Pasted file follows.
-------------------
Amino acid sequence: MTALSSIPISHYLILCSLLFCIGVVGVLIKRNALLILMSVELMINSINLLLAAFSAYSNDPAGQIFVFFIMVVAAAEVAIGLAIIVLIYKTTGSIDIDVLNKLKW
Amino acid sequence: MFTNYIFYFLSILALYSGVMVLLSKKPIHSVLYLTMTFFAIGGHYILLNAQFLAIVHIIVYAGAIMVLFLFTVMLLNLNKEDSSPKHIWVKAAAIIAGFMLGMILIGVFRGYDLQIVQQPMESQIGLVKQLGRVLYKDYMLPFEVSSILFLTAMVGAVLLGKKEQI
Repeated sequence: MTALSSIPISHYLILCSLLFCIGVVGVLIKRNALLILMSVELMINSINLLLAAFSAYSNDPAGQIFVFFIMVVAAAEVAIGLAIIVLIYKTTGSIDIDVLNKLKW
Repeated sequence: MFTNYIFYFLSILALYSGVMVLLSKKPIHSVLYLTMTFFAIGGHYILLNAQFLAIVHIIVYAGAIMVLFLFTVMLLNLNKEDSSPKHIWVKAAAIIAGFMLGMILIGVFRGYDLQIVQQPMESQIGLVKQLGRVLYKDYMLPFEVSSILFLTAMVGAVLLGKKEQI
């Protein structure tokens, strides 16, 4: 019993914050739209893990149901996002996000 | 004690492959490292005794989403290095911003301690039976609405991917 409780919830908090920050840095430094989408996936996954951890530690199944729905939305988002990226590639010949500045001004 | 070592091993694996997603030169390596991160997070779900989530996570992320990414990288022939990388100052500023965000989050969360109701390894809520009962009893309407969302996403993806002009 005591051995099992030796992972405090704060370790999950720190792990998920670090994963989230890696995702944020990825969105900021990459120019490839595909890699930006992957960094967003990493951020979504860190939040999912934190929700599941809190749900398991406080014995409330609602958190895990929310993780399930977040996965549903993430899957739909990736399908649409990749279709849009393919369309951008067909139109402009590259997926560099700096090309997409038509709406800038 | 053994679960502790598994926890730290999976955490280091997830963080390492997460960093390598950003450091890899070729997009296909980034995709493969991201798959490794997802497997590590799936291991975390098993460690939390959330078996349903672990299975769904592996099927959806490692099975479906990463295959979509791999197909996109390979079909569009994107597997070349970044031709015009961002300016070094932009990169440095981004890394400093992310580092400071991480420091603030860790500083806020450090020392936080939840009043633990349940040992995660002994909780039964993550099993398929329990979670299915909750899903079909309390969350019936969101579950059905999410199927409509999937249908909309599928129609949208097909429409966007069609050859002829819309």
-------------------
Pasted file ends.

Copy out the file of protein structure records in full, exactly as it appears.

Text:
Amino acid sequence: MTALSSIPISHYLILCSLLFCIGVVGVLIKRNALLILMSVELMINSINLLLAAFSAYSNDPAGQIFVFFIMVVAAAEVAIGLAIIVLIYKTTGSIDIDVLNKLKW
Amino acid sequence: MFTNYIFYFLSILALYSGVMVLLSKKPIHSVLYLTMTFFAIGGHYILLNAQFLAIVHIIVYAGAIMVLFLFTVMLLNLNKEDSSPKHIWVKAAAIIAGFMLGMILIGVFRGYDLQIVQQPMESQIGLVKQLGRVLYKDYMLPFEVSSILFLTAMVGAVLLGKKEQI
Repeated sequence: MTALSSIPISHYLILCSLLFCIGVVGVLIKRNALLILMSVELMINSINLLLAAFSAYSNDPAGQIFVFFIMVVAAAEVAIGLAIIVLIYKTTGSIDIDVLNKLKW
Repeated sequence: MFTNYIFYFLSILALYSGVMVLLSKKPIHSVLYLTMTFFAIGGHYILLNAQFLAIVHIIVYAGAIMVLFLFTVMLLNLNKEDSSPKHIWVKAAAIIAGFMLGMILIGVFRGYDLQIVQQPMESQIGLVKQLGRVLYKDYMLPFEVSSILFLTAMVGAVLLGKKEQI
């Protein structure tokens, strides 16, 4: 019993914050739209893990149901996002996000 | 004690492959490292005794989403290095911003301690039976609405991917 409780919830908090920050840095430094989408996936996954951890530690199944729905939305988002990226590639010949500045001004 | 070592091993694996997603030169390596991160997070779900989530996570992320990414990288022939990388100052500023965000989050969360109701390894809520009962009893309407969302996403993806002009 005591051995099992030796992972405090704060370790999950720190792990998920670090994963989230890696995702944020990825969105900021990459120019490839595909890699930006992957960094967003990493951020979504860190939040999912934190929700599941809190749900398991406080014995409330609602958190895990929310993780399930977040996965549903993430899957739909990736399908649409990749279709849009393919369309951008067909139109402009590259997926560099700096090309997409038509709406800038 | 053994679960502790598994926890730290999976955490280091997830963080390492997460960093390598950003450091890899070729997009296909980034995709493969991201798959490794997802497997590590799936291991975390098993460690939390959330078996349903672990299975769904592996099927959806490692099975479906990463295959979509791999197909996109390979079909569009994107597997070349970044031709015009961002300016070094932009990169440095981004890394400093992310580092400071991480420091603030860790500083806020450090020392936080939840009043633990349940040992995660002994909780039964993550099993398929329990979670299915909750899903079909309390969350019936969101579950059905999410199927409509999937249908909309599928129609949208097909429409966007069609050859002829819309």